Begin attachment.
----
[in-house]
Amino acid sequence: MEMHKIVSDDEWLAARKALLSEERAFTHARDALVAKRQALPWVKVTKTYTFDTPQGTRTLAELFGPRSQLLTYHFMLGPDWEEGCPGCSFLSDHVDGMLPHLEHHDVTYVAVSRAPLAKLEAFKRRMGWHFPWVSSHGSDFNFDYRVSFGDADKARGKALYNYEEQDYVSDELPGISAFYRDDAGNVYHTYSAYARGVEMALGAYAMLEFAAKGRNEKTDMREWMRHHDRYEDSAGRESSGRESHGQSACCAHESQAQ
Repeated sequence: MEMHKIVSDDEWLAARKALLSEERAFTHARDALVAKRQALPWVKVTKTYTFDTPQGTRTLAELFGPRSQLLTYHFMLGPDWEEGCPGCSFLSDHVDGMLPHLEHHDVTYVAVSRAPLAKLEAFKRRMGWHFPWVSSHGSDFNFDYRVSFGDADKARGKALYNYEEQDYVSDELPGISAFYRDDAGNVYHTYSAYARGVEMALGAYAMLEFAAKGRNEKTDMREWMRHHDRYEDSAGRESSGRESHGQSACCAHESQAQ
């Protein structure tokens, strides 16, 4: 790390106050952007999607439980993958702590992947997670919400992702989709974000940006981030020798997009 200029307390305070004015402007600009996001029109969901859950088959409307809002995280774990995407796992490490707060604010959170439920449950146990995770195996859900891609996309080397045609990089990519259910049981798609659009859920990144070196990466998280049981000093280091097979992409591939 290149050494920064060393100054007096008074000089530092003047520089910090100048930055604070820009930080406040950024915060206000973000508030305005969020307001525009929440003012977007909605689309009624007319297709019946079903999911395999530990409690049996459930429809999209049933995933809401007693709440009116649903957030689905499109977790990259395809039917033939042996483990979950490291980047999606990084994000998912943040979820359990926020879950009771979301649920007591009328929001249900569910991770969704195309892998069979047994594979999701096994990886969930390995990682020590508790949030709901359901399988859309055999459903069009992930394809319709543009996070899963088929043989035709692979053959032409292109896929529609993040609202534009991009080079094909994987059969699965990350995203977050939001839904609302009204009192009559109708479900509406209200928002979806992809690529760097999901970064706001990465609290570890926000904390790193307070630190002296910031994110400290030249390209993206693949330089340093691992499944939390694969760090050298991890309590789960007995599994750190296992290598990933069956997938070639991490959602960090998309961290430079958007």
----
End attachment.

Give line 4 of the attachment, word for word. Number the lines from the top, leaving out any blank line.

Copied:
């Protein structure tokens, strides 16, 4: 790390106050952007999607439980993958702590992947997670919400992702989709974000940006981030020798997009 200029307390305070004015402007600009996001029109969901859950088959409307809002995280774990995407796992490490707060604010959170439920449950146990995770195996859900891609996309080397045609990089990519259910049981798609659009859920990144070196990466998280049981000093280091097979992409591939 290149050494920064060393100054007096008074000089530092003047520089910090100048930055604070820009930080406040950024915060206000973000508030305005969020307001525009929440003012977007909605689309009624007319297709019946079903999911395999530990409690049996459930429809999209049933995933809401007693709440009116649903957030689905499109977790990259395809039917033939042996483990979950490291980047999606990084994000998912943040979820359990926020879950009771979301649920007591009328929001249900569910991770969704195309892998069979047994594979999701096994990886969930390995990682020590508790949030709901359901399988859309055999459903069009992930394809319709543009996070899963088929043989035709692979053959032409292109896929529609993040609202534009991009080079094909994987059969699965990350995203977050939001839904609302009204009192009559109708479900509406209200928002979806992809690529760097999901970064706001990465609290570890926000904390790193307070630190002296910031994110400290030249390209993206693949330089340093691992499944939390694969760090050298991890309590789960007995599994750190296992290598990933069956997938070639991490959602960090998309961290430079958007």